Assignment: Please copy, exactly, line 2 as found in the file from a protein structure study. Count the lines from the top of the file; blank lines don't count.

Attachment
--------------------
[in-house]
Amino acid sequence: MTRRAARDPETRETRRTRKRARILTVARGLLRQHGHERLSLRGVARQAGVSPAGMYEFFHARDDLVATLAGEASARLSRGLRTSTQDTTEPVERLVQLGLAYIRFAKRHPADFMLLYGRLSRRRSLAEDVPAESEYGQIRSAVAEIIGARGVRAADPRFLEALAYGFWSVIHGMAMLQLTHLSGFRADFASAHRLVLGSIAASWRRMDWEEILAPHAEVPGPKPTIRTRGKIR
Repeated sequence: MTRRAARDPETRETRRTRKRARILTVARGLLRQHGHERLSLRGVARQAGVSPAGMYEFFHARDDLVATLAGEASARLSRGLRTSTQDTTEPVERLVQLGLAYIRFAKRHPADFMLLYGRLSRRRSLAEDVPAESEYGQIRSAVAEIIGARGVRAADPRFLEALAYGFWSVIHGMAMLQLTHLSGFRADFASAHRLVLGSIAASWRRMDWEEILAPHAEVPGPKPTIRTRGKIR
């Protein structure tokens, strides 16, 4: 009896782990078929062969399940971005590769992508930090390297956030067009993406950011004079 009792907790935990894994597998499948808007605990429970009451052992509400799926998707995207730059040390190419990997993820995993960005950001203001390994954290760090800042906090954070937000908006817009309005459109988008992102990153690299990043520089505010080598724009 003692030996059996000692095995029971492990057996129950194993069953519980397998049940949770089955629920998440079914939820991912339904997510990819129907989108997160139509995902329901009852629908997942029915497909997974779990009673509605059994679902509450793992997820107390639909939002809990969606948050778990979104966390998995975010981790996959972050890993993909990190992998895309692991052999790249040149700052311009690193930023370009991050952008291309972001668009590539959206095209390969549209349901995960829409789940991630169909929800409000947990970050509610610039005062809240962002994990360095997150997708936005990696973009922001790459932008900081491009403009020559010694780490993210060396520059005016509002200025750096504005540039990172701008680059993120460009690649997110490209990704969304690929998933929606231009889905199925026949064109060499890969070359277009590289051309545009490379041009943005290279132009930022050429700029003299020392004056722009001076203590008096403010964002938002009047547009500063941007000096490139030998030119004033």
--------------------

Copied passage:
Amino acid sequence: MTRRAARDPETRETRRTRKRARILTVARGLLRQHGHERLSLRGVARQAGVSPAGMYEFFHARDDLVATLAGEASARLSRGLRTSTQDTTEPVERLVQLGLAYIRFAKRHPADFMLLYGRLSRRRSLAEDVPAESEYGQIRSAVAEIIGARGVRAADPRFLEALAYGFWSVIHGMAMLQLTHLSGFRADFASAHRLVLGSIAASWRRMDWEEILAPHAEVPGPKPTIRTRGKIR